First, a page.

flickr - user paintitblack22

Update Thursday, 9:57 a.m.:

DSO management wrote to us saying the information provided below regarding the DSO contract proposal was dated. We've updated the copy to clarify that this was one of management's original proposals.

Update 6:45 p.m.: 

At today's press conference, the Detroit Symphony Orchestra musicians urged management to return to the bargaining table. They say the strike is hurting area businesses, especially restaurants.

David Zainea co-owns the Majestic Cafe in Midtown, and he says business has taken a big hit since the musicians went on strike Oct. 4: 

"We’re down almost 25% in the course of three months."

The musicians said they wanted to use the suggested proposal U.S. Senator Carl Levin and then-governor Jennifer Granholm had issued as a roadmap. 

That proposal called for a $36 million, 3-year contract that would require sacrifice from both sides. 

DSO management issued a statement this afternoon saying they would submit a proposal to the federal mediator "detailing how it would spend $36 million over three years once it secures additional, sustainable funding that would both close the gap between its position and the union's and support the enhanced communal and educational activities that are now even more important for the orchestra to revive and thrive."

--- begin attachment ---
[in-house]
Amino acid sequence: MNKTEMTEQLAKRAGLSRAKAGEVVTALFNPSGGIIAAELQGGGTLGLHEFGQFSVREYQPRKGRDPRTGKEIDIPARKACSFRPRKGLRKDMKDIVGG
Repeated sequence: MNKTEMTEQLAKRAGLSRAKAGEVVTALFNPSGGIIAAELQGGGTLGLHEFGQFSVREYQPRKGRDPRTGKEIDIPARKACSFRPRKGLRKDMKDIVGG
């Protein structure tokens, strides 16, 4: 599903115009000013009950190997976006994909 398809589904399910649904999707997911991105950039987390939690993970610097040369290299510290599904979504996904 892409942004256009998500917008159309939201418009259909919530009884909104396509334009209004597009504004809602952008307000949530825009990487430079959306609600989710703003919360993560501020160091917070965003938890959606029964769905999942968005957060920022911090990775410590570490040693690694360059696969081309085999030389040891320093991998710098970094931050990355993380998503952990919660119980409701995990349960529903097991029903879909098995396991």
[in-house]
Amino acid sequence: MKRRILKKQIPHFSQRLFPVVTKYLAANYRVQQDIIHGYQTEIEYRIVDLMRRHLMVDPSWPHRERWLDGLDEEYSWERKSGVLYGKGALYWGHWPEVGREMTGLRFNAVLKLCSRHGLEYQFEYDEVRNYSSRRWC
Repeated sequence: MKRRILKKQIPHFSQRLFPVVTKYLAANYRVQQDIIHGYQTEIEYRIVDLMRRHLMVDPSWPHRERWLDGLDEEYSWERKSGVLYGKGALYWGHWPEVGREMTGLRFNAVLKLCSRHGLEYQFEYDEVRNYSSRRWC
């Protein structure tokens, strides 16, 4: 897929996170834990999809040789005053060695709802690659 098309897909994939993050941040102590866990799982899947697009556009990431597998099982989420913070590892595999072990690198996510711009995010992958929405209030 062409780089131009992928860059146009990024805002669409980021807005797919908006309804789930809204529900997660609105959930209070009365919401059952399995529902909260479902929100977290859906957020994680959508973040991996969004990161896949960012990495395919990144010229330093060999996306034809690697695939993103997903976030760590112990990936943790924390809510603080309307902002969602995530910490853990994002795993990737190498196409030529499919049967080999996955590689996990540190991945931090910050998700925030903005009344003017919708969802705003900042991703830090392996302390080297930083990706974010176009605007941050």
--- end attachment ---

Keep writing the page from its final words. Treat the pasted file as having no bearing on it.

DSO board chair Stanley Frankel had originally said he took the Granholm-Levin recommendation seriously, but:

"A $36 million compensation package is beyond what every consultant and our Board have said is feasible."

Photo courtesy of Andrew Moore

Photographers from around the world parachute in to take pictures of Detroit’s abandoned landscape. Some call it journalism or art, others call it ruin porn. On today's podcast, we talk with photographers about how and why they use Detroit as a muse.

You can see some of the photographers' photos of Detroit here.

Listen to the podcast:

Photo courtesy of Macmillan Publishers

Erin Stead won the 2011 Caldecott Medal for her wood block and pencil illustrations in the children's book, "A Sick Day for Amos McGee." The book was written by her husband, Philip.